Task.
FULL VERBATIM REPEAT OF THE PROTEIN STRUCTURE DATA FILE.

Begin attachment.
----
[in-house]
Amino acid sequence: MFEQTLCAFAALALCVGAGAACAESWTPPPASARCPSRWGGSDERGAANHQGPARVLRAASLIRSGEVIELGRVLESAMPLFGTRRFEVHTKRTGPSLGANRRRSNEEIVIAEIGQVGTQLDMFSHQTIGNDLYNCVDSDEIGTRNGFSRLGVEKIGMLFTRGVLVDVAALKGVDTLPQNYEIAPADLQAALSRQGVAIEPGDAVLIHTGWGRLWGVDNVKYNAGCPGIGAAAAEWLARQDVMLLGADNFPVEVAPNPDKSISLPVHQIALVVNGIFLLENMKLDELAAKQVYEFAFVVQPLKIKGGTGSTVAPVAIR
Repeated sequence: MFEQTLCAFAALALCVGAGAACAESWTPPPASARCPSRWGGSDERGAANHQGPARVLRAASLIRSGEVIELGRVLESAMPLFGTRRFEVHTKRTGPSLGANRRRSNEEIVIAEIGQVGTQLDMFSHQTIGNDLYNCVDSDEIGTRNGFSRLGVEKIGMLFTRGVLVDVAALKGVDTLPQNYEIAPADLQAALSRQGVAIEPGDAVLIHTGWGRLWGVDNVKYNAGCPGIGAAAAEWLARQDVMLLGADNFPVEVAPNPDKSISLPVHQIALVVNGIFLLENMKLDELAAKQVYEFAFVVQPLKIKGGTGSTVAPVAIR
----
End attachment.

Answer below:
[in-house]
Amino acid sequence: MFEQTLCAFAALALCVGAGAACAESWTPPPASARCPSRWGGSDERGAANHQGPARVLRAASLIRSGEVIELGRVLESAMPLFGTRRFEVHTKRTGPSLGANRRRSNEEIVIAEIGQVGTQLDMFSHQTIGNDLYNCVDSDEIGTRNGFSRLGVEKIGMLFTRGVLVDVAALKGVDTLPQNYEIAPADLQAALSRQGVAIEPGDAVLIHTGWGRLWGVDNVKYNAGCPGIGAAAAEWLARQDVMLLGADNFPVEVAPNPDKSISLPVHQIALVVNGIFLLENMKLDELAAKQVYEFAFVVQPLKIKGGTGSTVAPVAIR
Repeated sequence: MFEQTLCAFAALALCVGAGAACAESWTPPPASARCPSRWGGSDERGAANHQGPARVLRAASLIRSGEVIELGRVLESAMPLFGTRRFEVHTKRTGPSLGANRRRSNEEIVIAEIGQVGTQLDMFSHQTIGNDLYNCVDSDEIGTRNGFSRLGVEKIGMLFTRGVLVDVAALKGVDTLPQNYEIAPADLQAALSRQGVAIEPGDAVLIHTGWGRLWGVDNVKYNAGCPGIGAAAAEWLARQDVMLLGADNFPVEVAPNPDKSISLPVHQIALVVNGIFLLENMKLDELAAKQVYEFAFVVQPLKIKGGTGSTVAPVAIR